A friend sent me this brief devotional today from My Utmost for His Highest by Oswald Chambers, and it was such a beautiful reminder to me. It is a challenge to each and every one of us as we seek to share the Gospel with others. So often I tend to become frustrated when I don’t see results from the “ministry” I am doing. As I was reading this morning in the book of Mark, one of the religious leaders challenged Jesus by asking Him what the greatest commandment is. Jesus replied simply, but yet the significance of His few words are profound.
He answered them, “And you shall love the Lord your God with all your heart and with all your soul and with all your mind and with all your strength. The second is this: ‘You shall love your neighbor as yourself’. There is no greater commandment than these.” – Mark 12:29-31. God cares above all that we love Him with our whole being. As Chambers states in his devotional, the challenge for the missionary (those who follow Jesus) is not as much about whether or not people come to faith through our ministry, but rather about our own personal relationship with God and our hearts’ disposition toward Him. This is a great heart check for all who follow Jesus:
“Jesus Christ did not say, “Go and save souls” (the salvation of souls is the supernatural work of God), but He said, “Go . . . make disciples of all the nations . . . .” Yet you cannot make disciples unless you are a disciple yourself. When the disciples returned from their first mission, they were filled with joy because even the demons were subject to them. But Jesus said, in effect, “Don’t rejoice in successful service— the great secret of joy is that you have the right relationship with Me” (see Luke 10:17-20). The missionary’s great essential is remaining true to the call of God, and realizing that his one and only purpose is to disciple men and women to Jesus. Remember that there is a passion for souls that does not come from God, but from our desire to make converts to our point of view.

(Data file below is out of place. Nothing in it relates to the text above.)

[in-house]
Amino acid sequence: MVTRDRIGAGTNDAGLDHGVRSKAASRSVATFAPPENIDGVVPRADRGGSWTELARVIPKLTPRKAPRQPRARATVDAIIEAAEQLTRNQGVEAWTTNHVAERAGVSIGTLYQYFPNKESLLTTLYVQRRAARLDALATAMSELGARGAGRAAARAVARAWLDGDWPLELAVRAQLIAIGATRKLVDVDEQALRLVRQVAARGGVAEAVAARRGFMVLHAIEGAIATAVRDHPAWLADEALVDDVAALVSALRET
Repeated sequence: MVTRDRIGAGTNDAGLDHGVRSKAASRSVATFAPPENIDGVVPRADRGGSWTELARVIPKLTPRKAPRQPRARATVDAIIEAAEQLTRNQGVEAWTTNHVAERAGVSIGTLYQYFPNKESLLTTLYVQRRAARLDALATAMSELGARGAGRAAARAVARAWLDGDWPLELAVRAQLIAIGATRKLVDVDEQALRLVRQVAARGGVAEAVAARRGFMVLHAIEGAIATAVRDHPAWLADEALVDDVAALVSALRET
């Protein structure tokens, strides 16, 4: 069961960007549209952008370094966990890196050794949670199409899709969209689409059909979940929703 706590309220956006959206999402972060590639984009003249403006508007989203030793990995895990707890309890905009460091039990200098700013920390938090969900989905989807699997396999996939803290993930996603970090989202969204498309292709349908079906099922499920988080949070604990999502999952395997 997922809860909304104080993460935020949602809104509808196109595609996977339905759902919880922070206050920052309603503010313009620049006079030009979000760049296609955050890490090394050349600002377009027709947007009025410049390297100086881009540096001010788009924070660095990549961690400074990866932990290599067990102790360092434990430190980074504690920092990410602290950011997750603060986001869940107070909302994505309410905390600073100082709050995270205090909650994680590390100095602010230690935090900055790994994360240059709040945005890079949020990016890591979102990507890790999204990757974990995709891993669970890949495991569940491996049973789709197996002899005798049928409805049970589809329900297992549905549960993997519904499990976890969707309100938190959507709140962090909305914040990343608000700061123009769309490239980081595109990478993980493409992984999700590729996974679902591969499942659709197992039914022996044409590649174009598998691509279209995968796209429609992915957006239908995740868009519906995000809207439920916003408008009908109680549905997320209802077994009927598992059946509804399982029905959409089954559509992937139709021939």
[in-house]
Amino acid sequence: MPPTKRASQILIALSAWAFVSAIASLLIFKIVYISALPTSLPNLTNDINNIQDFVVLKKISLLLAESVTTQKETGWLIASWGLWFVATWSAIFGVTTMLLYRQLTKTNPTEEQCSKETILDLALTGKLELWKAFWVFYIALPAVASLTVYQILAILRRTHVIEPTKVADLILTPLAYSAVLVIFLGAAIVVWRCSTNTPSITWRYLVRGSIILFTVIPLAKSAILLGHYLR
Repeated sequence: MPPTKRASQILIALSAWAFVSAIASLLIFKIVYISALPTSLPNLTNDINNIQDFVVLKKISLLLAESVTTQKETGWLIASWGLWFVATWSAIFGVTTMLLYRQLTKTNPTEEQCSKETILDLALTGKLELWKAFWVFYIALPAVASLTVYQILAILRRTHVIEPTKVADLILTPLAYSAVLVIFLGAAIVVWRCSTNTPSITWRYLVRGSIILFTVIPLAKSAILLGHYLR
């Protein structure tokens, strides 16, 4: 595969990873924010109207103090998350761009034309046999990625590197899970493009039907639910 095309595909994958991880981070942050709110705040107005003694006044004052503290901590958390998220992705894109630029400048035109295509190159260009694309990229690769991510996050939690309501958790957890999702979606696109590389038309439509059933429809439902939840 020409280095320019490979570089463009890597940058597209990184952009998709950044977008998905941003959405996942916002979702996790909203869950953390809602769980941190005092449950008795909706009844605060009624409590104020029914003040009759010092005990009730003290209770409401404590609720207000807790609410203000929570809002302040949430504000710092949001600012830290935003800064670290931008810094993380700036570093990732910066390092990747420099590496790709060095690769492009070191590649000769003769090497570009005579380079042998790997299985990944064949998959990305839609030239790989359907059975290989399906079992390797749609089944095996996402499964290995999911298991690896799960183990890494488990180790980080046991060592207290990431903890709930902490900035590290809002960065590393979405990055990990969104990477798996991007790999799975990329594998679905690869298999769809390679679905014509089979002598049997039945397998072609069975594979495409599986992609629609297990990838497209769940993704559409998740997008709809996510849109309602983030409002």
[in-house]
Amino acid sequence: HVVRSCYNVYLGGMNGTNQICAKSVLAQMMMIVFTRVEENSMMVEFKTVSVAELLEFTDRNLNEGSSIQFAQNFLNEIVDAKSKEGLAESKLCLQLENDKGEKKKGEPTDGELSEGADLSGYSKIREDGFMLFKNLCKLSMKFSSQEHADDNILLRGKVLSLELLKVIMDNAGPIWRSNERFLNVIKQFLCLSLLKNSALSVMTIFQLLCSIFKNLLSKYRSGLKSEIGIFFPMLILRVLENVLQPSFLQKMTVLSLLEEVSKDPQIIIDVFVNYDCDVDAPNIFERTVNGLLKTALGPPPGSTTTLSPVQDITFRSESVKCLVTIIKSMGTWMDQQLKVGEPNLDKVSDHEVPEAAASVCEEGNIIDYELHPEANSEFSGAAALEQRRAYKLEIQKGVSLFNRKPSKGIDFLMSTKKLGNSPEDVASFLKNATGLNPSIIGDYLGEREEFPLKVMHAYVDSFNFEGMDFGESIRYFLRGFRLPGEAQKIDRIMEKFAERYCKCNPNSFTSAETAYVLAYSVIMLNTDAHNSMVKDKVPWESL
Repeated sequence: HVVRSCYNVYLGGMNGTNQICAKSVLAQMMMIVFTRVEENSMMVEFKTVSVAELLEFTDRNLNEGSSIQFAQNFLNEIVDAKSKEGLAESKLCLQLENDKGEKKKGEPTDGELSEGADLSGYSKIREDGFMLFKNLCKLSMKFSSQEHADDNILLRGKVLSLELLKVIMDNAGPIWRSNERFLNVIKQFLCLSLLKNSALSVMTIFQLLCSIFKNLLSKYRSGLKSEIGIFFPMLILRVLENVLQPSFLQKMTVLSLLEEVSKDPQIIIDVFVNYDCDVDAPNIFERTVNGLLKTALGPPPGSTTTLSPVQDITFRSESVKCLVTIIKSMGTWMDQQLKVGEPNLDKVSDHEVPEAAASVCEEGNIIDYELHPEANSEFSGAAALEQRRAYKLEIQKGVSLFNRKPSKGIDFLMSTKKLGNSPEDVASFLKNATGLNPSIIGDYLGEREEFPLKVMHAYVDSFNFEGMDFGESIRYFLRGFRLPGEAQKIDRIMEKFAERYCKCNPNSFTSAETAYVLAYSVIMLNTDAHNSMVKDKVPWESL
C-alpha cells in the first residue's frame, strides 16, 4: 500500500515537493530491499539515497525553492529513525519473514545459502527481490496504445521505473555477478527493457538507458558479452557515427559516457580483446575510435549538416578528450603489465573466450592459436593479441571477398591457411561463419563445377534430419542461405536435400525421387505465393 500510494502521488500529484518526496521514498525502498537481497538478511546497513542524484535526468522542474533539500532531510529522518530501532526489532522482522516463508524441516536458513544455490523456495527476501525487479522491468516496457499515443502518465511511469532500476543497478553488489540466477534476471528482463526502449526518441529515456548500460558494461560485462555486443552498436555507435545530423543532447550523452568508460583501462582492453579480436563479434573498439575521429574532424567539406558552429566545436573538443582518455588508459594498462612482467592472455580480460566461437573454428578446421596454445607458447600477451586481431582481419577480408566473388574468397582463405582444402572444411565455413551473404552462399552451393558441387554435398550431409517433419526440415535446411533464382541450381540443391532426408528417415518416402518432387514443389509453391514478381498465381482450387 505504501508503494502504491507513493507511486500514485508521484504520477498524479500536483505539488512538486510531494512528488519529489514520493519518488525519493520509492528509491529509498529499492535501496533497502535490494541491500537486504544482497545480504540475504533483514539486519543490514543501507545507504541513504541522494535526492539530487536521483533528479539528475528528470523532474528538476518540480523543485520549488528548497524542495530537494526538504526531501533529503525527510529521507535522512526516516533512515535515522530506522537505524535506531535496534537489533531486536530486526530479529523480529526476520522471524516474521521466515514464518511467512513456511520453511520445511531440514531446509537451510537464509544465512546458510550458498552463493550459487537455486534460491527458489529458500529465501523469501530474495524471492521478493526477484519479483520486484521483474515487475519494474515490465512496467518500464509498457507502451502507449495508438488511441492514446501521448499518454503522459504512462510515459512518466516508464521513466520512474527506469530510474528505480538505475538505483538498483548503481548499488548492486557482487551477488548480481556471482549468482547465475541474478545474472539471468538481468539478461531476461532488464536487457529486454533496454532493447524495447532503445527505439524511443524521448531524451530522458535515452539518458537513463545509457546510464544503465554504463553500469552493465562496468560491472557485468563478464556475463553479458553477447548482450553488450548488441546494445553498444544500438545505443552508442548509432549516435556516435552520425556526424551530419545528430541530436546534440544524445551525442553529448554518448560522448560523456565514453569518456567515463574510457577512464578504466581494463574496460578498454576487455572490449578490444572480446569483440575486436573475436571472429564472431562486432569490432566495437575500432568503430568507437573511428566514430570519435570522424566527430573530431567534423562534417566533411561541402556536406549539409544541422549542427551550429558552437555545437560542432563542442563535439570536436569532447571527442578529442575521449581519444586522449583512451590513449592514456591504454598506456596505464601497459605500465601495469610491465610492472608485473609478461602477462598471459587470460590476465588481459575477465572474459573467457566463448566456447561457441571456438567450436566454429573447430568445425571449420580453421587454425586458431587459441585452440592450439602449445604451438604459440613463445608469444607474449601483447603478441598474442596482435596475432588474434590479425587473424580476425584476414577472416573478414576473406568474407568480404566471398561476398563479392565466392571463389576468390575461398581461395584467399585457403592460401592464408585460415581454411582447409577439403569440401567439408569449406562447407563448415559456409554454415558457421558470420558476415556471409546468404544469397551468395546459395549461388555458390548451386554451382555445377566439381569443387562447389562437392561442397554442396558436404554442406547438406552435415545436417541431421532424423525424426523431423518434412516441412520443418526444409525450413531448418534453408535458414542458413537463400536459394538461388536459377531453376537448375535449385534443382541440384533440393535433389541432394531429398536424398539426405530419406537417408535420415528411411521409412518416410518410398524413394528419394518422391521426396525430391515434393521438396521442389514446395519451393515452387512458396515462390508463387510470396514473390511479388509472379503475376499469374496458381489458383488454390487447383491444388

The challenge to the missionary does not come from the fact that people are difficult to bring to salvation, that backsliders are difficult to reclaim, or that there is a barrier of callous indifference. No, the challenge comes from the perspective of the missionary’s own personal relationship with Jesus Christ— “Do you believe that I am able to do this?” (Matthew 9:28). Our Lord unwaveringly asks us that question, and it confronts us in every individual situation we encounter. The one great challenge to us is— do I know my risen Lord? Do I know the power of His indwelling Spirit? Am I wise enough in God’s sight, but foolish enough according to the wisdom of the world, to trust in what Jesus Christ has said? Or am I abandoning the great supernatural position of limitless confidence in Christ Jesus, which is really God’s only call for a missionary? If I follow any other method, I depart altogether from the methods prescribed by our Lord— “All authority has been given to Me . . . . Gotherefore. . .” (Matthew 28:18-19).”